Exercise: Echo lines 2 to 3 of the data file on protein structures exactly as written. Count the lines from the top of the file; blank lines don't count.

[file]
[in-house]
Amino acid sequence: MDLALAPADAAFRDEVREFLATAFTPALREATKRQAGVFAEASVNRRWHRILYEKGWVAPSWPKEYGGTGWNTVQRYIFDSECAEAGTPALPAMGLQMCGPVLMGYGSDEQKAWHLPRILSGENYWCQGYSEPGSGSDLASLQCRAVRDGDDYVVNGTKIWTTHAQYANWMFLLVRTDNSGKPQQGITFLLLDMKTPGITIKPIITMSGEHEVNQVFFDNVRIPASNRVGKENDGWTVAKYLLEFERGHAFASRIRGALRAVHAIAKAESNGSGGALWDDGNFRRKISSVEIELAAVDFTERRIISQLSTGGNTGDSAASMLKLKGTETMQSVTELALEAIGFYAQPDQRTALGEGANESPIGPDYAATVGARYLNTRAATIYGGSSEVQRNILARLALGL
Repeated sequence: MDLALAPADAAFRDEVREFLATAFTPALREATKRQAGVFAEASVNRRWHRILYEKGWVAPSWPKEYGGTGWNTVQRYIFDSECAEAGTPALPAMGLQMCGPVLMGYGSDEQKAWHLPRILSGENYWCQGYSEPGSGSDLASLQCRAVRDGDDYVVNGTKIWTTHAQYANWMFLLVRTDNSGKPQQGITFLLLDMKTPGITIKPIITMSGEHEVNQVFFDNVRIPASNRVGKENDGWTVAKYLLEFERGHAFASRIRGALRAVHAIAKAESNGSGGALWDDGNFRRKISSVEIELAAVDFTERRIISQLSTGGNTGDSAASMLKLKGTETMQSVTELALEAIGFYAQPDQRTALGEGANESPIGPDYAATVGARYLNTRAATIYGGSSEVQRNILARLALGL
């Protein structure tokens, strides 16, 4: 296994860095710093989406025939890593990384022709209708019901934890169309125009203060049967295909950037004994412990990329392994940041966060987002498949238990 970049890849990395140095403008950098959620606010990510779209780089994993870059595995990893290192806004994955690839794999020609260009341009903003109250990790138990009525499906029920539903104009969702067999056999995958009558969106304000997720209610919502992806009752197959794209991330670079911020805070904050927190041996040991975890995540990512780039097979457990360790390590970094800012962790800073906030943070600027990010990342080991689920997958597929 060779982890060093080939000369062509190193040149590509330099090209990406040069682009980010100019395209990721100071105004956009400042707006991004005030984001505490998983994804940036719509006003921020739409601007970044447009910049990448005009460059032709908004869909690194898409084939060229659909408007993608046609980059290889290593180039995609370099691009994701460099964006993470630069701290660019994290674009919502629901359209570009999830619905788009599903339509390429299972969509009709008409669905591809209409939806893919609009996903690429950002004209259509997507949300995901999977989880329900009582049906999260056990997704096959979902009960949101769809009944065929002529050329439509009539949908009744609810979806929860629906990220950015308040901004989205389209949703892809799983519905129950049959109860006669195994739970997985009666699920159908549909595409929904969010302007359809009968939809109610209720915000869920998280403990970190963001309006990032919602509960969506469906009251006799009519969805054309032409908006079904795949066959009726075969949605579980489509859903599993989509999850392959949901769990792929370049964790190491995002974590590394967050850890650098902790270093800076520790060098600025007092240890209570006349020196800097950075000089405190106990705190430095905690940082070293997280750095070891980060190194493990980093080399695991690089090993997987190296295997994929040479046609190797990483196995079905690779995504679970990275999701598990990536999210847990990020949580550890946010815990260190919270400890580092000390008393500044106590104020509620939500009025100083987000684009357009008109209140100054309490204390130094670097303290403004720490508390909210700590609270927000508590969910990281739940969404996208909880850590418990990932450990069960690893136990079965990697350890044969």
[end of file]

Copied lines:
Amino acid sequence: MDLALAPADAAFRDEVREFLATAFTPALREATKRQAGVFAEASVNRRWHRILYEKGWVAPSWPKEYGGTGWNTVQRYIFDSECAEAGTPALPAMGLQMCGPVLMGYGSDEQKAWHLPRILSGENYWCQGYSEPGSGSDLASLQCRAVRDGDDYVVNGTKIWTTHAQYANWMFLLVRTDNSGKPQQGITFLLLDMKTPGITIKPIITMSGEHEVNQVFFDNVRIPASNRVGKENDGWTVAKYLLEFERGHAFASRIRGALRAVHAIAKAESNGSGGALWDDGNFRRKISSVEIELAAVDFTERRIISQLSTGGNTGDSAASMLKLKGTETMQSVTELALEAIGFYAQPDQRTALGEGANESPIGPDYAATVGARYLNTRAATIYGGSSEVQRNILARLALGL
Repeated sequence: MDLALAPADAAFRDEVREFLATAFTPALREATKRQAGVFAEASVNRRWHRILYEKGWVAPSWPKEYGGTGWNTVQRYIFDSECAEAGTPALPAMGLQMCGPVLMGYGSDEQKAWHLPRILSGENYWCQGYSEPGSGSDLASLQCRAVRDGDDYVVNGTKIWTTHAQYANWMFLLVRTDNSGKPQQGITFLLLDMKTPGITIKPIITMSGEHEVNQVFFDNVRIPASNRVGKENDGWTVAKYLLEFERGHAFASRIRGALRAVHAIAKAESNGSGGALWDDGNFRRKISSVEIELAAVDFTERRIISQLSTGGNTGDSAASMLKLKGTETMQSVTELALEAIGFYAQPDQRTALGEGANESPIGPDYAATVGARYLNTRAATIYGGSSEVQRNILARLALGL